A Douglas County judge has barred State Farm and the at-fault driver in a car wreck lawsuit from disputing that his actions caused the plaintiff’s injuries as a sanction for the defense hiring the plaintiff’s treating radiologist.
The sanctions order, filed last month by Superior Court Judge Cynthia Adams, said the defense “essentially co-opted” the plaintiff’s radiologist and “and made him the defendant’s own witness.”
The defense tactic constitutes bad faith and violated the federal Health Insurance Portability and Accountability Act, said Adams, ruling the plaintiff’s case was irreparably prejudiced.
Plaintiff’s attorney Edward Piasta of Piasta Newbern Walker said the trial is expected to be held in March. According to Adams’ order, the only issues for determination will be the extent of Anne Lussier’s injuries and the amount of damages she’s due.
Piasta said Adams “obviously took it very seriously, and we appreciate her holding State Farm accountable for violating our client’s rights,” said Piasta, who is representing Lussier with Wood & Craig partner Harlan Wood.
The defense has been handled by at least three attorneys with State Farm’s staff counsel: Lynn Leonard & Associates, formerly known as Sharon Ware & Associates.
Two of those lawyers have moved on to other companies, including the lawyer who contacted Jeffries, Julie Monaghan, who did not respond to requests for comment Wednesday.
The current defense counsel, Jason Green—who was not involved when the contact occurred—also did not respond to requests for comment. State Farm spokesman Justin Tomczak said via email that the insurer “will continue to make our case in court and have nothing further to share at this point.”
According to Piasta and court filings, the case involves a September 2012 rear-end collision that left Lussier with back injuries requiring two spinal fusion surgeries and netted more than $200,000 in medical bills.
A month after the wreck, Lussier’s orthopedist had Jeffries review an MRI. Jeffries never personally met Lussier.
In 2015, Monaghan contacted Jeffries and asked him to review her medical records and to provide causation opinions related to the case.
According to the plaintiff’s sanctions motion, the doctor was asked not to commit anything to writing until defense counsel “met privately with Jeffries—in clear and direct violation of HIPAA.”
The motion said Jeffries admitted in a deposition that he knew he was Lussier’s radiologist but nonetheless met with the defense lawyer.
“Only after this ‘oral’ meeting occurred, and his time billed to defendant, did Jeffries draft an expert report against his patient,” the motion said.
After receiving his report, State Farm offered to settler Lussier’s claim for $25,000—one-quarter of the $100,000 available policy limits—“relying on Jeffries ‘causation’ opinions to reduce plaintiff’s claim. Such conduct is forbidden by federal and Georgia law,” the motion said.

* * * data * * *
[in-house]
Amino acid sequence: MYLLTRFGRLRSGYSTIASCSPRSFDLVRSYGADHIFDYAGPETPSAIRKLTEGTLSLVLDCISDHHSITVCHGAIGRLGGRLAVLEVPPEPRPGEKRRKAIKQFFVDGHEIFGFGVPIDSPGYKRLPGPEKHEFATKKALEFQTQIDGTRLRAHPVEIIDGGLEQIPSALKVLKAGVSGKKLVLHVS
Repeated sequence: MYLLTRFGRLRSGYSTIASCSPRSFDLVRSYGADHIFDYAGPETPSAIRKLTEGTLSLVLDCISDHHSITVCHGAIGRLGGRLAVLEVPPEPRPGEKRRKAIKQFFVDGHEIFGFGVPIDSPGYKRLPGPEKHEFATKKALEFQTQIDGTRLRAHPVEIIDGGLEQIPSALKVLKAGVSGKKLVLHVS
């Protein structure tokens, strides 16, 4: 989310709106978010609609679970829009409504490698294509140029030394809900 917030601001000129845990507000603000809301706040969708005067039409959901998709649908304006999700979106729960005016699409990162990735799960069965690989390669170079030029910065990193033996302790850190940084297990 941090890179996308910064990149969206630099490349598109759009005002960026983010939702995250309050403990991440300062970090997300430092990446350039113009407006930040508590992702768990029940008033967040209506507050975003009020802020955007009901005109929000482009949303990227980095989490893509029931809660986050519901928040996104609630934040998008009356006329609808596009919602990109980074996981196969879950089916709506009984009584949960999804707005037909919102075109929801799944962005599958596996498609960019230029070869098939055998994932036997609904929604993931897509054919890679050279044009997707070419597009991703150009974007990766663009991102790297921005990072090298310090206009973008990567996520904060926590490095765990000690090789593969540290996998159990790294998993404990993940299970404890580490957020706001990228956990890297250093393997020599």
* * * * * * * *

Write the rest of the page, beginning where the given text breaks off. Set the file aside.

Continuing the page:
The motion said Jeffries has been a regular consultant for State farm over the years, handling more than 600 cases for Sharon Ware alone.
A defense response argued Jeffries simply overlooked the fact he reviewed Lussier’s records in 2012. There is no evidence Lussier’s case was damaged by Jeffries, and all of the medical information he reviewed was disclosed during discovery, the defense said.
“To the extent that there was a HIPPA violation, it was nominal at best, and hardly something that would justify interfering with the defendant’s right to substantively defend this lawsuit,” the defense argued.
The filings suggested Jeffries’ testimony simply be excluded to “allow defendant to carefully secure an alternate radiologist to review this case.”
Adams clearly felt otherwise. Her order, filed on Nov. 20, said Jeffries “would naturally be a key witness, even a lynchpin of plaintiff’s case” as Lussier’s treating radiologist.
“[T]he defendant’s conduct robs the plaintiff of her original treating radiologist, i.e. a key witness and element of proof of causation,” Adams wrote, a “central issue of dispute” in the case.
Adams also said that the defense should be punished for conduct that “irrevocably tarnished this aspect of the case.”
“Striking Dr. Jeffries as an expert would be no deterrent at all; and would indeed serve to prejudice only the plaintiff,” Adams wrote.
“The defendant would have effectively neutralized plaintiff’s first choice of medical experts – her treating doctor while leaving defendant free to choose whomever it would to replace him. Only a harsh sanction would properly address the harm to this plaintiff, and disincentivize such conduct in the future.”